The Guardian • Issue #2075

Multiculturalism and class

Children singing.

Photo: Kate Andrews – (CC BY-NC-SA 2.0 Deed).

There are two faces of Australian society. There are those who embrace difference and diversity who want to live in peace with their neighbours. That is the face of multiculturalism which recognises and enjoys the culture of other nationalities who have made Australia home but continue to practice the culture of their former homelands.

They freely offer their rich culture to all Australians.

The other face is that of the likes of Peter Dutton. Theirs is a mean, weasel-minded, militarist, racist face that wants to build a wall around Australia.

Dutton and many other members of the Coalition have never supported multiculturalism. They wrap their ideas in an Australian flag and depict them as ‘patriotic’ and as having ‘pride’ in Australia.

But real patriotism can never be associated with racist and intolerant attitudes towards others in the community and hostility to other countries – even to the point of invading them and attempting to impose the Australian government’s economic, political, and social policies. This is what is being attempted in the Solomon Islands, Papua New Guinea, East Timor, Fiji, and not long ago, in Iraq and Afghanistan.

These policies are not in the interests of the people of Australia – neither of the working class nor of the wider community.

Because all workers are part of the one class, whose level of material existence depends largely on the effectiveness of their struggle against the common capitalist exploiter, the need for unity is not just a philosophical notion but a vital necessity.

The Communist Party unites in its ranks all people irrespective of national origin who accept the ideas and ideals of Marxism and are prepared to work for a socialist change.

Just as in the process of nation formation, the development of a wider economic community led to the development of ethnic ties into new national traits and awareness, so the economic and social (class) integration of migrants creates the basis for their integration into the Australian nation and the consequent expansion and enrichment of the national life and culture. The process by which the culture of the countries of origin of and the culture of the Australian nation are both developed to the fullest is the democratic and effective basis for the unity of the Australian nation and for the development of an Australian culture which genuinely reflects the multicultural nature of the Australian nation.

The central, most important, the underlying idea of the Party’s attitude to this question is the acceptance of a single working class within one country and one party expressing the interests of the working class.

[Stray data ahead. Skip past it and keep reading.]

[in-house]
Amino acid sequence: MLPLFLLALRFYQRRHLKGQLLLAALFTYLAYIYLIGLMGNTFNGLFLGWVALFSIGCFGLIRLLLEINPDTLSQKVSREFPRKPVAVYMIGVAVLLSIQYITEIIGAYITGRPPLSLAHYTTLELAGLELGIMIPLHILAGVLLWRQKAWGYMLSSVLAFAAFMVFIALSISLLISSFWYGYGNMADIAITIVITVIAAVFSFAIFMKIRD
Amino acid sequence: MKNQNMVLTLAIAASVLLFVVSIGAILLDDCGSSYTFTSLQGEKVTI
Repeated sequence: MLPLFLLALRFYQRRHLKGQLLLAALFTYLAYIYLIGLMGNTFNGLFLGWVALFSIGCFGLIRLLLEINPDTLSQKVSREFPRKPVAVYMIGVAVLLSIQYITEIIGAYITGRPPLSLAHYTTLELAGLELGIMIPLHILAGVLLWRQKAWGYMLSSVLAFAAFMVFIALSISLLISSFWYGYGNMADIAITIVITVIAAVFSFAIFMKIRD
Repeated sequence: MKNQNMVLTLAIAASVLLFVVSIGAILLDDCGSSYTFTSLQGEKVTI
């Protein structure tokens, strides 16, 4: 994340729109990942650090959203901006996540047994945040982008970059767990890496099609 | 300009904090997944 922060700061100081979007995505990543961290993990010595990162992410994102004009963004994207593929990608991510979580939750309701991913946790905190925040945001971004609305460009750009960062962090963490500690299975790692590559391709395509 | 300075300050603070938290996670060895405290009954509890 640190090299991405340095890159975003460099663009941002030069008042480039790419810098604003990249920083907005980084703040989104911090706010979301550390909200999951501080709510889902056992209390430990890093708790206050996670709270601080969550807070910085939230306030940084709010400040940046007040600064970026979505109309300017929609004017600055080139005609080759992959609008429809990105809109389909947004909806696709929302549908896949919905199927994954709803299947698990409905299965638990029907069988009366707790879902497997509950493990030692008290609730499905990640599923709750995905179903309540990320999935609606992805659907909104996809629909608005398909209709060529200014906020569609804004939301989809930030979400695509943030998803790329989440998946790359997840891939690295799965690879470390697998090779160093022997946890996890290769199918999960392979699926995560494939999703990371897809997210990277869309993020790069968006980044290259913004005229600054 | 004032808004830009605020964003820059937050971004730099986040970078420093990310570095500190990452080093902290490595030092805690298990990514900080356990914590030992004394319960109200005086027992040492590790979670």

The CPA supports the view that Australian society is multilingual and multicultural in its composition. It is comprised of all the diverse elements from many different backgrounds, but there is, nonetheless, a single working class with a single ideology.

Similarly, there is a single Australian nation with a common territory and a common language, notwithstanding the diversity of linguistic elements.

Within the confines of the single Australian nation, ethnic groups of migrant backgrounds go through two processes.

They undergo a process of social integration as a result of their participation in social production and class relations based on the mode of production and their consequent common class interests with people of other cultural and ethnic backgrounds.

Flowing from this social integration, ethnic groups also go through a slower process of national integration, gradually developing a consciousness of being part of the Australian nation.

It is this second, slower process which can be assisted and consolidated by the purposeful activity of progressive migrants and the whole working class and democratic movement towards the development of a unified, progressive, new Australian culture.

The CPA extends solidarity to the people of every country in their struggle against imperialism, for national liberation and social progress. It extends solidarity to all the socialist countries, above all in the common struggle against the threat of a nuclear war. This is the Party’s internationalist duty.

The struggle against imperialism is taking place on a world-wide scale. The Australian working class has a particular struggle against imperialism in its campaign against US bases in Australia and the AUKUS alliance.

This means organisational and political unity of the working class within each country and international solidarity between parties and other working class organisations of different countries.

The important fact is that post-war migration and the new reality which was created in Australia have, at the same time, created the objective conditions reflecting the multicultural character of the country.

It is vital to defend multiculturalism. It means friendship, respect for the differences of others and the emergence of an Australian culture based on the interaction and interconnectedness of all that is good and progressive in the cultures now to be found in Australian society.

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